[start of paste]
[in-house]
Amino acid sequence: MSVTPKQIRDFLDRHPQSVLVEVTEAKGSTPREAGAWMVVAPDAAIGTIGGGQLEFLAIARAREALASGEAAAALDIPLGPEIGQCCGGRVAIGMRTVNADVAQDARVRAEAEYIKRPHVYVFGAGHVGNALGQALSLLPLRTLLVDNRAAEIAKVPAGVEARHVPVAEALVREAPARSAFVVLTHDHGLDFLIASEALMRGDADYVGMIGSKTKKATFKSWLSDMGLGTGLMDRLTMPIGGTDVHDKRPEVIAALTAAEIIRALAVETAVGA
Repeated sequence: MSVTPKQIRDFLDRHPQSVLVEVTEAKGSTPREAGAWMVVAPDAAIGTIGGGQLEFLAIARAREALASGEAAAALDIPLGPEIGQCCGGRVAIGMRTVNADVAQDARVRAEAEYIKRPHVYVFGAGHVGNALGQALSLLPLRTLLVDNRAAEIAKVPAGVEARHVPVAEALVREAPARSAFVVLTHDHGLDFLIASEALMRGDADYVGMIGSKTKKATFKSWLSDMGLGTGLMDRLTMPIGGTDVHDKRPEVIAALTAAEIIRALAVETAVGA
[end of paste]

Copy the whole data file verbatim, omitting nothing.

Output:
[in-house]
Amino acid sequence: MSVTPKQIRDFLDRHPQSVLVEVTEAKGSTPREAGAWMVVAPDAAIGTIGGGQLEFLAIARAREALASGEAAAALDIPLGPEIGQCCGGRVAIGMRTVNADVAQDARVRAEAEYIKRPHVYVFGAGHVGNALGQALSLLPLRTLLVDNRAAEIAKVPAGVEARHVPVAEALVREAPARSAFVVLTHDHGLDFLIASEALMRGDADYVGMIGSKTKKATFKSWLSDMGLGTGLMDRLTMPIGGTDVHDKRPEVIAALTAAEIIRALAVETAVGA
Repeated sequence: MSVTPKQIRDFLDRHPQSVLVEVTEAKGSTPREAGAWMVVAPDAAIGTIGGGQLEFLAIARAREALASGEAAAALDIPLGPEIGQCCGGRVAIGMRTVNADVAQDARVRAEAEYIKRPHVYVFGAGHVGNALGQALSLLPLRTLLVDNRAAEIAKVPAGVEARHVPVAEALVREAPARSAFVVLTHDHGLDFLIASEALMRGDADYVGMIGSKTKKATFKSWLSDMGLGTGLMDRLTMPIGGTDVHDKRPEVIAALTAAEIIRALAVETAVGA